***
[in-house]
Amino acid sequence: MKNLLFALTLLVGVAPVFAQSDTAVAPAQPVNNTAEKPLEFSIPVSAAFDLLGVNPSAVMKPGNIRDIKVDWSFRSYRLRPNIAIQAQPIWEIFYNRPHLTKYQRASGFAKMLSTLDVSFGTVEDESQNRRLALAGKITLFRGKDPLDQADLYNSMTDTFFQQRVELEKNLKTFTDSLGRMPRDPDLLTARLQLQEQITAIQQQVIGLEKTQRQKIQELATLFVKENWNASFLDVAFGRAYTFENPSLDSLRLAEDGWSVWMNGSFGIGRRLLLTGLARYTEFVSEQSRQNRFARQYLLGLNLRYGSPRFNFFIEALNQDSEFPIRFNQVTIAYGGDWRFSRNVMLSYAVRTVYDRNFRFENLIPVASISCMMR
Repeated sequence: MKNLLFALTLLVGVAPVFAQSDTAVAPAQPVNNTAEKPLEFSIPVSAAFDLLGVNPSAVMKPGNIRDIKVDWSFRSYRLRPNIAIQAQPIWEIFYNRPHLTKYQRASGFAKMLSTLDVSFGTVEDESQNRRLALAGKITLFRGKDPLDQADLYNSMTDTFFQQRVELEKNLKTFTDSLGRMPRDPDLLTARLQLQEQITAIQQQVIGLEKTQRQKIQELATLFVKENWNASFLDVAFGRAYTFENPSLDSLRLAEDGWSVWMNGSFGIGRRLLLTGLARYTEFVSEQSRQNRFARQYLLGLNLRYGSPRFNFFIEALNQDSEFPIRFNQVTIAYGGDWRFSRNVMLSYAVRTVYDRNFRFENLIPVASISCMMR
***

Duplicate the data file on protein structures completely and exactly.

[in-house]
Amino acid sequence: MKNLLFALTLLVGVAPVFAQSDTAVAPAQPVNNTAEKPLEFSIPVSAAFDLLGVNPSAVMKPGNIRDIKVDWSFRSYRLRPNIAIQAQPIWEIFYNRPHLTKYQRASGFAKMLSTLDVSFGTVEDESQNRRLALAGKITLFRGKDPLDQADLYNSMTDTFFQQRVELEKNLKTFTDSLGRMPRDPDLLTARLQLQEQITAIQQQVIGLEKTQRQKIQELATLFVKENWNASFLDVAFGRAYTFENPSLDSLRLAEDGWSVWMNGSFGIGRRLLLTGLARYTEFVSEQSRQNRFARQYLLGLNLRYGSPRFNFFIEALNQDSEFPIRFNQVTIAYGGDWRFSRNVMLSYAVRTVYDRNFRFENLIPVASISCMMR
Repeated sequence: MKNLLFALTLLVGVAPVFAQSDTAVAPAQPVNNTAEKPLEFSIPVSAAFDLLGVNPSAVMKPGNIRDIKVDWSFRSYRLRPNIAIQAQPIWEIFYNRPHLTKYQRASGFAKMLSTLDVSFGTVEDESQNRRLALAGKITLFRGKDPLDQADLYNSMTDTFFQQRVELEKNLKTFTDSLGRMPRDPDLLTARLQLQEQITAIQQQVIGLEKTQRQKIQELATLFVKENWNASFLDVAFGRAYTFENPSLDSLRLAEDGWSVWMNGSFGIGRRLLLTGLARYTEFVSEQSRQNRFARQYLLGLNLRYGSPRFNFFIEALNQDSEFPIRFNQVTIAYGGDWRFSRNVMLSYAVRTVYDRNFRFENLIPVASISCMMR